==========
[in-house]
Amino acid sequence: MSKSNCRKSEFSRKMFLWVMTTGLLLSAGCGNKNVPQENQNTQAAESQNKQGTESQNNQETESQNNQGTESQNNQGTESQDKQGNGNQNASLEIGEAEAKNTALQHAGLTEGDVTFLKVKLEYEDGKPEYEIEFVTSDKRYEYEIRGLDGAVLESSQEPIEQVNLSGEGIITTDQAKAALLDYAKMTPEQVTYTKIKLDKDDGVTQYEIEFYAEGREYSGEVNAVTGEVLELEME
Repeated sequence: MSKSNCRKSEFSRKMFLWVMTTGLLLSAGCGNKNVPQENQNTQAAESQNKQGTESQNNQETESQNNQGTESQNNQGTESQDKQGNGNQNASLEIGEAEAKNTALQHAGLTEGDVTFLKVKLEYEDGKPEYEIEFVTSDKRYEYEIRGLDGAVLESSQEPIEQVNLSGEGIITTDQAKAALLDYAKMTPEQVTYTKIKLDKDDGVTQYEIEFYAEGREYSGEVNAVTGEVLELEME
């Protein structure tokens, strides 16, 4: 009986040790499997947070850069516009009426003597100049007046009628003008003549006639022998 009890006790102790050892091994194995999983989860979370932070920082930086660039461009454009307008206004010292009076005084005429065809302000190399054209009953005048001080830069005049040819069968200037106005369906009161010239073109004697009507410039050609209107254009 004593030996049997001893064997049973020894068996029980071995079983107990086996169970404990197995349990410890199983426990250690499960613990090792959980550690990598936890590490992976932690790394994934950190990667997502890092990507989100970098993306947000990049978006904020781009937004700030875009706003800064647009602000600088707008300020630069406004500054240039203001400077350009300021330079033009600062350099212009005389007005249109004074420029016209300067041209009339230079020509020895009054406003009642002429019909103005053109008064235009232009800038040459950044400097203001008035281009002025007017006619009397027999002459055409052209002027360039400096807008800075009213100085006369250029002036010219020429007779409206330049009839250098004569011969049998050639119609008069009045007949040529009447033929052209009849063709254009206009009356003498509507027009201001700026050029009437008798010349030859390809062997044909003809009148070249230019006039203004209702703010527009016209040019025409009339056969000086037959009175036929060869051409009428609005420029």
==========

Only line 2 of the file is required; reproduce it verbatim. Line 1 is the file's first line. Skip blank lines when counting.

Amino acid sequence: MSKSNCRKSEFSRKMFLWVMTTGLLLSAGCGNKNVPQENQNTQAAESQNKQGTESQNNQETESQNNQGTESQNNQGTESQDKQGNGNQNASLEIGEAEAKNTALQHAGLTEGDVTFLKVKLEYEDGKPEYEIEFVTSDKRYEYEIRGLDGAVLESSQEPIEQVNLSGEGIITTDQAKAALLDYAKMTPEQVTYTKIKLDKDDGVTQYEIEFYAEGREYSGEVNAVTGEVLELEME